The beauty of cloud storage platforms is that they remove the onus from our devices and their hardware limitations. Imagine if you had to download all your files each time you change phones and add them to a new device.
With a new Windows PC, you simply need to sign into your Windows account to move settings, preferences, purchased content and all your mail, attachments and important information.
Same goes for moving to a new Android smartphone or iOS device, which rely on your account password to unlock and access a whole new array of services and applications.
Cloud storage has really transcended in terms of importance and has become an ecosystem into itself and is really one of the key areas companies are competing in to keep customers loyal.
Sky’s the limit with cloud services
Many Computer and smartphone makers have corresponding cloud services which they use to contain users into their ecosystems. If you have bought a PC or smartphone in the recent past, chances are you have been given a certain amount of ‘free’ storage as well as the ability to directly sync and share folders on this system.
More intricately, these platforms based cloud storage solutions also integrate the messaging and video calling components some of these companies offer with their devices (i.e. Skype, iMessage, Hangouts) and serve to keep everything neatly coordinated even if you switch devices.
Aside from the iClouds, Google Drives and the OneDrives that are part and parcel of owning Mac and PC systems, we also have an inordinate amount of choice for third party cloud storage services. Many of these services like Dropbox and Evernote, feature a freemium model. This means that they give a limited amount of storage or connectivity with various pricing options for businesses or individuals to get more features or services for a recurring price.
Most users will mix and match a variety of free and paid cloud storage services to suit their needs. The challenge here is making sure you know which services are storing or backing up which files.
Storage platforms also seem to serve different purposes. Some can be used as cloud backup services which constantly check your device and update any new files or data to the cloud. These systems cost more but are proactive and ensure that if anything happens to your device (or, more importantly, the data it contains), you can still access your latest updated backup on any device provided you have the requisite password information.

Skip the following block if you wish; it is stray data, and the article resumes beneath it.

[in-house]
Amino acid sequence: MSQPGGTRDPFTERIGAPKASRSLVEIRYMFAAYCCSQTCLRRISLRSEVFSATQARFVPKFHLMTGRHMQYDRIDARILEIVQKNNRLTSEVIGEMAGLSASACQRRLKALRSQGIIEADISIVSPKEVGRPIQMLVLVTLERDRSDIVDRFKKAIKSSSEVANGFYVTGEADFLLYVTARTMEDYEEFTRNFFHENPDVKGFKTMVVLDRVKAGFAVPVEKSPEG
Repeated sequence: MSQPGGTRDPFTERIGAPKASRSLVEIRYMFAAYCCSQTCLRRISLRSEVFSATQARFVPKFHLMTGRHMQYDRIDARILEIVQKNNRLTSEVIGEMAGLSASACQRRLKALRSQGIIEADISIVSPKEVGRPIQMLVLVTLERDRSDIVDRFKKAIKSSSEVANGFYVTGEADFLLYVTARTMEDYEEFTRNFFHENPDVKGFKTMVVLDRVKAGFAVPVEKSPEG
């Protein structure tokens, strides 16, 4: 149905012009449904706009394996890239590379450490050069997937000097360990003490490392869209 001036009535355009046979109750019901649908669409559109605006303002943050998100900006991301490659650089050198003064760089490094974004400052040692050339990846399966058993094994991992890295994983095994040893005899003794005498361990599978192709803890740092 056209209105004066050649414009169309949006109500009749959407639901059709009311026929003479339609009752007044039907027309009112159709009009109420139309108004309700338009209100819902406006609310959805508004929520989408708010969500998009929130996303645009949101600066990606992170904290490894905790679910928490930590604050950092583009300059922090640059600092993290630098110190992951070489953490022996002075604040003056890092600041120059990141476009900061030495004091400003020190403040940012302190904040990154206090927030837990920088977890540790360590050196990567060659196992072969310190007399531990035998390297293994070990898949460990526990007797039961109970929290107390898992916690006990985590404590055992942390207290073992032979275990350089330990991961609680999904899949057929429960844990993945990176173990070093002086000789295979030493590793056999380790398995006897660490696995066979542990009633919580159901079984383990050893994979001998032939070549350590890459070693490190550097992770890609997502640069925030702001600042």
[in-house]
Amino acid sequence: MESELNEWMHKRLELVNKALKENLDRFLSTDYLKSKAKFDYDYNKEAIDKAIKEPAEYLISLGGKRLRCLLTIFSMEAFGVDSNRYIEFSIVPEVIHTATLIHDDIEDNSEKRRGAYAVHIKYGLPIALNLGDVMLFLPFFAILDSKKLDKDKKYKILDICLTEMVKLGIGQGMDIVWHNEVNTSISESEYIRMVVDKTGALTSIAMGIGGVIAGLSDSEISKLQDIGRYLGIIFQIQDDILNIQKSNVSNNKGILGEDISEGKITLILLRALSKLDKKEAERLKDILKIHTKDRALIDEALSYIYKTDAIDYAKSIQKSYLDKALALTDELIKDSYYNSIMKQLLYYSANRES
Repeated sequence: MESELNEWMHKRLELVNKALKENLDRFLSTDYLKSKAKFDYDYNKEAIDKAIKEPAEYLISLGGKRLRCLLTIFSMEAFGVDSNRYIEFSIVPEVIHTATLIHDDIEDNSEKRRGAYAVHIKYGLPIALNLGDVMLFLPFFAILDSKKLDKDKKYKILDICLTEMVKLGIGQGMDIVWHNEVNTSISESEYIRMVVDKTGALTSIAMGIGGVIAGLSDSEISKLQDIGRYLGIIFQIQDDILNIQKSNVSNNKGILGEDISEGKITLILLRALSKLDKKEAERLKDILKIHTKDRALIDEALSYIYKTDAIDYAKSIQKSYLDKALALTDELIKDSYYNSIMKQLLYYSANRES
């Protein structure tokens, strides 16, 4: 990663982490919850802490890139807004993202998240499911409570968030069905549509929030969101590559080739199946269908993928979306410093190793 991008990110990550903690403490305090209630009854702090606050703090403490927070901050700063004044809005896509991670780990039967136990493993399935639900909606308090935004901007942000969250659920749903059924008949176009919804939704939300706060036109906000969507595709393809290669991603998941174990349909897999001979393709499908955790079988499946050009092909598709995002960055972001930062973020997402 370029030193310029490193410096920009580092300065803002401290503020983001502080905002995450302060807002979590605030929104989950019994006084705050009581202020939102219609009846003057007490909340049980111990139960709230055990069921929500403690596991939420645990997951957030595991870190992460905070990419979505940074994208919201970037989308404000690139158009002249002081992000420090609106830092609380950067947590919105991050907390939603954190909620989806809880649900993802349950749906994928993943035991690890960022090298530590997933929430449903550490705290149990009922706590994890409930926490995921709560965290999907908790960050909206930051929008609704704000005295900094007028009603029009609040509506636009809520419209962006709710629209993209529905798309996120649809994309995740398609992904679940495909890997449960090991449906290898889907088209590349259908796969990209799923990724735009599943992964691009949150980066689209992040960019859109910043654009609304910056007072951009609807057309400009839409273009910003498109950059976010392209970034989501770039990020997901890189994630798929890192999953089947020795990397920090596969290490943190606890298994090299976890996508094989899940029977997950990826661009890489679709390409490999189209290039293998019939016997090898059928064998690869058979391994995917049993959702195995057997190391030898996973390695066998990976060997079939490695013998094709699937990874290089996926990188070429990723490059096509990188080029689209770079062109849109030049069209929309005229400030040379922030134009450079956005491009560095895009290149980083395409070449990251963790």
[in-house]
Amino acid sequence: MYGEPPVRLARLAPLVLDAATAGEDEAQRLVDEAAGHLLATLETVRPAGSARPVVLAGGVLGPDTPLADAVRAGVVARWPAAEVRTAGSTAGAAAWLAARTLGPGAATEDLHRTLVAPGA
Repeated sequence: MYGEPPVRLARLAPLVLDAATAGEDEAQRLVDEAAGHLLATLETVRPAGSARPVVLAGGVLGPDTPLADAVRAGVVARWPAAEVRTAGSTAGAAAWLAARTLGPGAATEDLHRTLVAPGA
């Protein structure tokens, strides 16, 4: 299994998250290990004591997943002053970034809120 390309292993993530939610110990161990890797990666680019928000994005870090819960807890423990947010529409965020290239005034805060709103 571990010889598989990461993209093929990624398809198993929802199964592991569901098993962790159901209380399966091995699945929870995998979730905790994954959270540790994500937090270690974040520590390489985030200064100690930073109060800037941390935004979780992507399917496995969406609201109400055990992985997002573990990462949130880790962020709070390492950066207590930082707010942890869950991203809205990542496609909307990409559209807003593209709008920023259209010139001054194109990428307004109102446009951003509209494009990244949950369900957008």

Other services like OneNote and Evernote serve as a repository of ideas and files and allow you to capture, organize and share files, photos, sketches, voice recordings and even videos pertinent to a topic or a project.
Which one do you go with?
Personally, I tailor my cloud services based on my personal and business use. We have several MacBook Airs, iPads and iPhones at home so it makes sense for me to make use of iCloud for my family.
I subscribe to their 200 GB storage plan (CAD $3.99/month) which handles the backup of various devices as well as all the photos that I, my wife and my son take. Since it is a paid service, I feel confident that Apple has encrypted backups of these files in the event that any of these devices fails or loses data.
As an added bonus, I am also able to ‘find’ all the included devices via an iCloud tool, which can ping the location of any device used and backed up in our family account, send alert messages and if we can’t retrieve them for some reason, enable a remote wipe feature that renders our data inaccessible on that device.
For work-related cloud storage, I am very dependent on Office 365 to get my work done on various machines and use OneDrive extensively for instant backups of files and stories I am working on as well as all the photos on various smartphones.
Because of various products purchased from Microsoft, I have more than enough free storage on OneDrive to backup critical files as well as all the photos from all my devices. OneDrive is ubiquitous and reliable enough that I would consider paying for it if it wasn’t being offered for free.
Google’s suite of cloud services, starting of course with Gmail, extends to their Google Docs office suite as well as Photos app for free backups of all photos on various devices. The beauty of Photos is that it makes images very easy to search by date, subject or person using advanced recognition and search algorithms.
Using Google’s cloud is a given for millions of Android users and anyone who has bought into their ecosystem and the way it is weaved into their products and Google Drive storage is usually more than enough for any one person.
That said, there are many who don’t want to trade their privacy for free storage and services. Whether they’re averse to using iCloud, OneDrive or Google Drive, these users have many reasons for wanting a more secured and closed ecosystem for storage.
Many of these services and their viability for certain users will vary on their needs, location and current operating system of hardware.
A user’s needs, the level of security as well as the amount of cloud storage needed will likely determine what your best option is. Chances are, you are already using and are happy with the free cloud services included with your current devices and have the option to purchase and share more storage space if needed.
There’s also a lot of choice out there and services that are specific to various needs. Many cloud storage services do allow freemium accounts, which makes it easy for consumers to test and see which service fits them best.